Monday, June 20, 2005

Mob "Democracy"

In "The Bolivian Troubles, 'Race War', and the ICC" and "What's Ahead in Bolivia: Getting to Know Evo Morales", I noted the pernicious consequences for democracy when the state's monopoly on the legitimate use of violence is undermined. So-called "human rights" organizations, by putting on the same plane the use of force by state organs and violence committed by non-state actors - or even, which is more typical, denouncing the former far more strenuously than the latter - encourage this development and the International Criminal Court (ICC) represents its apotheosis.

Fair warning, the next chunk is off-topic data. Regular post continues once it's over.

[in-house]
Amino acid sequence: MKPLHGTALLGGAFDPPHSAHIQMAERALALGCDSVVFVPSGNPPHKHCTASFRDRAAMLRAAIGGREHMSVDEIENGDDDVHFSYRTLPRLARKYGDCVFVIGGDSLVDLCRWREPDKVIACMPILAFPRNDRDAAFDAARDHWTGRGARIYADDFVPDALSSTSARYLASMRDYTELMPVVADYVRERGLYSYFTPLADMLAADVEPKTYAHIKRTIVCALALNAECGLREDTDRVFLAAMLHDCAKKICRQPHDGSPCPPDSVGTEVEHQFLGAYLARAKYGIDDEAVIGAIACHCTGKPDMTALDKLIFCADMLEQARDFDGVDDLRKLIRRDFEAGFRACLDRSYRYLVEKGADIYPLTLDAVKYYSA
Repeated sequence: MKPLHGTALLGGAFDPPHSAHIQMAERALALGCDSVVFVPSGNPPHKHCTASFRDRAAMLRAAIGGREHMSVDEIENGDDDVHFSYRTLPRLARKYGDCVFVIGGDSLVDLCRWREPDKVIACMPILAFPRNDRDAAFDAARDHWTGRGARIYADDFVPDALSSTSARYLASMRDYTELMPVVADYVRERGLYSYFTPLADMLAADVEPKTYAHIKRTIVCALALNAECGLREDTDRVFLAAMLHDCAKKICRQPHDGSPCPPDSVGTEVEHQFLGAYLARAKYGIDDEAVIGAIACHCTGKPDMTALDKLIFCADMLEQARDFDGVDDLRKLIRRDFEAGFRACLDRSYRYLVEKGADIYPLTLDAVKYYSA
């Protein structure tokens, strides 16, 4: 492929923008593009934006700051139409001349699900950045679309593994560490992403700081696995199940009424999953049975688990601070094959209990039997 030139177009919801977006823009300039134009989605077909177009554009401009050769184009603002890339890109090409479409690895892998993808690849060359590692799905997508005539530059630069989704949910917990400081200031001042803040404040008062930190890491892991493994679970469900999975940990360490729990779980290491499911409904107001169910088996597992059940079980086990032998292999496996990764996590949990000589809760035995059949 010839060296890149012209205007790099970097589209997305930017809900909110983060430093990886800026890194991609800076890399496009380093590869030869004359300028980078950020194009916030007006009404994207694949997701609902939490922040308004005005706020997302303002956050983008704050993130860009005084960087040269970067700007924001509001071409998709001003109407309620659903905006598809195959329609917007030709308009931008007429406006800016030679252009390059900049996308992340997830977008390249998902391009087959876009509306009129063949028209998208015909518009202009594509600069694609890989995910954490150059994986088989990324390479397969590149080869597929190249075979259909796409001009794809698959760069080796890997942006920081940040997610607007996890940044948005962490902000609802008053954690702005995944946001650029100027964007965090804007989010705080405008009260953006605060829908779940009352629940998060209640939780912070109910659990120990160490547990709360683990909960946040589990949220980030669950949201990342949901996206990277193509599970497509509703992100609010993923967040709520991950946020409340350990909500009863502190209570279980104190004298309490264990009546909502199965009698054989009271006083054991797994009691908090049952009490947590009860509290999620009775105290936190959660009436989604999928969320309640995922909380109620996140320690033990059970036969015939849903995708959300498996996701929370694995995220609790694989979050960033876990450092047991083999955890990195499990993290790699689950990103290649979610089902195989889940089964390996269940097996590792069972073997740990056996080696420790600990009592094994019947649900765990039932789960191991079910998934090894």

Friday's storming of Kyrgyz government headquarters provides further evidence. In its weekend edition (18-19 June), the Neue Züricher Zeitung comments:
To put it somewhat provocatively, the astonishingly quick victory of the protest campaign against the Akayev regime in March has led to a situation in Kyrgyzstan in which whoever has enough money rounds up a mob as they like and sends it into the street. Since a real transformation of Kyrgyz political institutions has not yet even begun..., the clashes on Friday are not likely to be the last.